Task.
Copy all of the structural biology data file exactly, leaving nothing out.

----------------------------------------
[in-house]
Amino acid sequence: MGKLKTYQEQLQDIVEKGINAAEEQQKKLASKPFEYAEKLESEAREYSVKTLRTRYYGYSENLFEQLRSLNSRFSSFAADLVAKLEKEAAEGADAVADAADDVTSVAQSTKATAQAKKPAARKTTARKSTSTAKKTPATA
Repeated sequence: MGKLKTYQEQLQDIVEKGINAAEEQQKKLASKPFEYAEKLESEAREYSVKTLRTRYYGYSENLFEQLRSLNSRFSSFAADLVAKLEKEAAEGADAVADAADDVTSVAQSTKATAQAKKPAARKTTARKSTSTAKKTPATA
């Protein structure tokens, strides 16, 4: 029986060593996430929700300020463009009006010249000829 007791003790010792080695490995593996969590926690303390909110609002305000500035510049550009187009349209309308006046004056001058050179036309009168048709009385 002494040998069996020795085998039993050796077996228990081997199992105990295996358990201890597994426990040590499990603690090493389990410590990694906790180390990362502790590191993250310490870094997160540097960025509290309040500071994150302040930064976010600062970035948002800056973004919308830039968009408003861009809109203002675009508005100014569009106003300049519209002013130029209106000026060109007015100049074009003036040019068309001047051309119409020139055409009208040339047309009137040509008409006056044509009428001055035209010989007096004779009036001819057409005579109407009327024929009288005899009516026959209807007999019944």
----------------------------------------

[in-house]
Amino acid sequence: MGKLKTYQEQLQDIVEKGINAAEEQQKKLASKPFEYAEKLESEAREYSVKTLRTRYYGYSENLFEQLRSLNSRFSSFAADLVAKLEKEAAEGADAVADAADDVTSVAQSTKATAQAKKPAARKTTARKSTSTAKKTPATA
Repeated sequence: MGKLKTYQEQLQDIVEKGINAAEEQQKKLASKPFEYAEKLESEAREYSVKTLRTRYYGYSENLFEQLRSLNSRFSSFAADLVAKLEKEAAEGADAVADAADDVTSVAQSTKATAQAKKPAARKTTARKSTSTAKKTPATA
């Protein structure tokens, strides 16, 4: 029986060593996430929700300020463009009006010249000829 007791003790010792080695490995593996969590926690303390909110609002305000500035510049550009187009349209309308006046004056001058050179036309009168048709009385 002494040998069996020795085998039993050796077996228990081997199992105990295996358990201890597994426990040590499990603690090493389990410590990694906790180390990362502790590191993250310490870094997160540097960025509290309040500071994150302040930064976010600062970035948002800056973004919308830039968009408003861009809109203002675009508005100014569009106003300049519209002013130029209106000026060109007015100049074009003036040019068309001047051309119409020139055409009208040339047309009137040509008409006056044509009428001055035209010989007096004779009036001819057409005579109407009327024929009288005899009516026959209807007999019944």